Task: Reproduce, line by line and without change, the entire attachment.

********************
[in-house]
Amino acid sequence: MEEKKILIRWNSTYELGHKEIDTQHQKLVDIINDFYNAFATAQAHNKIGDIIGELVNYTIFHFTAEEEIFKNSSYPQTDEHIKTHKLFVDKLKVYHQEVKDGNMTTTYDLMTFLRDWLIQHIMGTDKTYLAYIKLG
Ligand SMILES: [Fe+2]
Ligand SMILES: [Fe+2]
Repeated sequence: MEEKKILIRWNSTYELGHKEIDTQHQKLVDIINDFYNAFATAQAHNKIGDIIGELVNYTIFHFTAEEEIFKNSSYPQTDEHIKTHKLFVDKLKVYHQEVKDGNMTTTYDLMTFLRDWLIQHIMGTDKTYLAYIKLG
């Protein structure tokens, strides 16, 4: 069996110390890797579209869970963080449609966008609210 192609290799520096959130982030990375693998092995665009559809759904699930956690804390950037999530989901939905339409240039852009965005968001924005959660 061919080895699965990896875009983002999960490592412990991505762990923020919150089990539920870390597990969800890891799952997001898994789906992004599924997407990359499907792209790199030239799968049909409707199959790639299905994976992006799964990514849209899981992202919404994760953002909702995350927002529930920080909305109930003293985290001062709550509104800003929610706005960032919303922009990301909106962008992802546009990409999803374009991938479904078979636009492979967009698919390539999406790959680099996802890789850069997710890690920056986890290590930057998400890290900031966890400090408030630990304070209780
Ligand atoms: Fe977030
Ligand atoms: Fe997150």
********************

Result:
[in-house]
Amino acid sequence: MEEKKILIRWNSTYELGHKEIDTQHQKLVDIINDFYNAFATAQAHNKIGDIIGELVNYTIFHFTAEEEIFKNSSYPQTDEHIKTHKLFVDKLKVYHQEVKDGNMTTTYDLMTFLRDWLIQHIMGTDKTYLAYIKLG
Ligand SMILES: [Fe+2]
Ligand SMILES: [Fe+2]
Repeated sequence: MEEKKILIRWNSTYELGHKEIDTQHQKLVDIINDFYNAFATAQAHNKIGDIIGELVNYTIFHFTAEEEIFKNSSYPQTDEHIKTHKLFVDKLKVYHQEVKDGNMTTTYDLMTFLRDWLIQHIMGTDKTYLAYIKLG
């Protein structure tokens, strides 16, 4: 069996110390890797579209869970963080449609966008609210 192609290799520096959130982030990375693998092995665009559809759904699930956690804390950037999530989901939905339409240039852009965005968001924005959660 061919080895699965990896875009983002999960490592412990991505762990923020919150089990539920870390597990969800890891799952997001898994789906992004599924997407990359499907792209790199030239799968049909409707199959790639299905994976992006799964990514849209899981992202919404994760953002909702995350927002529930920080909305109930003293985290001062709550509104800003929610706005960032919303922009990301909106962008992802546009990409999803374009991938479904078979636009492979967009698919390539999406790959680099996802890789850069997710890690920056986890290590930057998400890290900031966890400090408030630990304070209780
Ligand atoms: Fe977030
Ligand atoms: Fe997150």